Published in partnership with the National Retail Federation (NRF) and the Retail Industry Leaders Association (RILA), the survey is designed to accurately capture how shippers and logistics services provider handle global transportation management processes and technology. This study pertains strictly to the “blocking and tackling” of international logistics management – primarily planning, order management, tendering and event management.
Take the survey prior to the April 24 deadline to receive a chance to win 15,000 Marriott Rewards Points.
Some in the trade are unclear about how to handle reconciliation entries (type 9) that are filed in ACE via one customs broker, but where the actual reconciliation is handled by another broker. Specifically, the issue is whether the importer, the original filing broker and the recon broker all have access to information via ACE.
The short answer is that in ACE, the importer has access to entry data filed by all brokers, and is able to share those detailed entry reports with the broker filing the reconciliation. However, based on recent experience, currently the best and most accurate reporting for reconciliation purposes is STILL use of the ITRAC report. This includes complete entry data as well as a “recons due” report (and many other views) to ensure that all underlying flagged entries are properly closed out. ITRAC, used in conjunction with CBP’s Master Extract, paints the best picture for recon.
At this time, ACE reports can be used as a third source to validate questions, but there remain issues and inconsistencies with the data when it comes to recon. Once ACE supplants ACS as US Customs’ official system of record on October 1, 2016, it is expected that ACE reports will be the definitive source for recon data.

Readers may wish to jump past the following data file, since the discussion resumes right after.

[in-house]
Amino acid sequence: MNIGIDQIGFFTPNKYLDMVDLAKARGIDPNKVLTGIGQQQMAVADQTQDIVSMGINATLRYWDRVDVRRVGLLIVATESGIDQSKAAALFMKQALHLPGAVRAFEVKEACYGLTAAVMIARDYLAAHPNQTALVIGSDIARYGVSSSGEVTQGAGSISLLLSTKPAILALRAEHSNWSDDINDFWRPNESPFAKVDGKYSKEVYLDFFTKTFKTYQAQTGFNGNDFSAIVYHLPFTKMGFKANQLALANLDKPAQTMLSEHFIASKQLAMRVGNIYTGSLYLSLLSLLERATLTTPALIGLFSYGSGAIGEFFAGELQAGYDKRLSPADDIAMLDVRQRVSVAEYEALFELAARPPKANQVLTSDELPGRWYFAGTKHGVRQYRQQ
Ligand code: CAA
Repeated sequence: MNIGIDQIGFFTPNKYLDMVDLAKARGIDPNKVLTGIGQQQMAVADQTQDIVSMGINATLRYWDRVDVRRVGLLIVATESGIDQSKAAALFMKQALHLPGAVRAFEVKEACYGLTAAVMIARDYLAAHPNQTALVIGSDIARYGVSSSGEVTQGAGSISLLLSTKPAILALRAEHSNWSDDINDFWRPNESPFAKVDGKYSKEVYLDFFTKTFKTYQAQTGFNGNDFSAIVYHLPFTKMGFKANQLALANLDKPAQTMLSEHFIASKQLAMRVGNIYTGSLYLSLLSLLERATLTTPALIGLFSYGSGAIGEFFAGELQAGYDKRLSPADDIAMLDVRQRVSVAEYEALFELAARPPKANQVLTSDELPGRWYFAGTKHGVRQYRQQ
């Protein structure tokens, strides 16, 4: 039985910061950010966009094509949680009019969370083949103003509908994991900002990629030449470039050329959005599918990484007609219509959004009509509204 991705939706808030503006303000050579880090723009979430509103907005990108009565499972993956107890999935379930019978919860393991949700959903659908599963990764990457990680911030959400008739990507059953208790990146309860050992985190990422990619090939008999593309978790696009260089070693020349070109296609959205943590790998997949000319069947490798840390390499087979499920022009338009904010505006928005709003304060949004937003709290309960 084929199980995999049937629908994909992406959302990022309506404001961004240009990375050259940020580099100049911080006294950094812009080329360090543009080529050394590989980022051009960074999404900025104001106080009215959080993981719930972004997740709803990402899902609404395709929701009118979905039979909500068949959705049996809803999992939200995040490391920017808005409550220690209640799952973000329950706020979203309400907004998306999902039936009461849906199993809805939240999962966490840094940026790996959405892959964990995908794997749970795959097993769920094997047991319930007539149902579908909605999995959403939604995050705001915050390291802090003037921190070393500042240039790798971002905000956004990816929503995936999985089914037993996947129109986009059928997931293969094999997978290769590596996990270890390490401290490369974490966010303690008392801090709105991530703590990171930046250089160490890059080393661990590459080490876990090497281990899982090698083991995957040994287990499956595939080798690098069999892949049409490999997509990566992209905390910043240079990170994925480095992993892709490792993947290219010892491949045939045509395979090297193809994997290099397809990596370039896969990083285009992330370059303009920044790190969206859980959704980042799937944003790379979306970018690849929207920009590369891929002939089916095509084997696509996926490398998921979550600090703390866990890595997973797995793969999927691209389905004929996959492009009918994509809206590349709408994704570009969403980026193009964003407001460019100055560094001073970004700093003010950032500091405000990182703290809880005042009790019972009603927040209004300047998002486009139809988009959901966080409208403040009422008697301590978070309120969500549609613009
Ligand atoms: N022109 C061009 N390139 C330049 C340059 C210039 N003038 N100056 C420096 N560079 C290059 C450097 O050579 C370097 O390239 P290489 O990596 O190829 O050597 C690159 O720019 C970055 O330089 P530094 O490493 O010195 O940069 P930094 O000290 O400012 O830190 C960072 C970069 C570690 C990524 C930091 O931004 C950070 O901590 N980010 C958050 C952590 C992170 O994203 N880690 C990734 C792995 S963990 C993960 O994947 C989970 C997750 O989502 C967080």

In the meantime, importers may request ITRAC and Master Extract reports from CBP. We encourage importers to make requests close to the time they begin working their recons, so that any post-entry activity (e.g., refund amount, tariff changes etc.) is captured in the data, making the recon filing process less painful. The foregoing, of course, also applies to US importers that self-file their own recon entries without the use of a broker.
Currently, CBP and 47 PGAs are working to enable shippers to file cargo entries in ACE. The webinar will focus on progress made by three of those agencies — Animal Plant Health Inspection Service (APHIS), Environmental Protection Agency (EPA) and the Food Safety and Inspection Service (FSIS).
The webinar, which is free of charge, will run from 2 – 3 PM ET on Monday, March 16. Future webinars will follow.
While extraordinary congestion from the West Coast port labor dispute remains at the Los Angeles/Long Beach port complex, key stakeholders have taken a major step forward to address the backlog.
As reported today in Transport Topics, three of the ports’ largest intermodal chassis operators have created a chassis pool that “allows truckers to use equipment from any of the pools, instead of having to find, or wait for, a chassis from one of the individual pool operators.”
A chassis shortage was a weighty area of contention in the labor dispute, and the establishment of the pool is critical to address the estimated half million containers that continue to clog the port complex.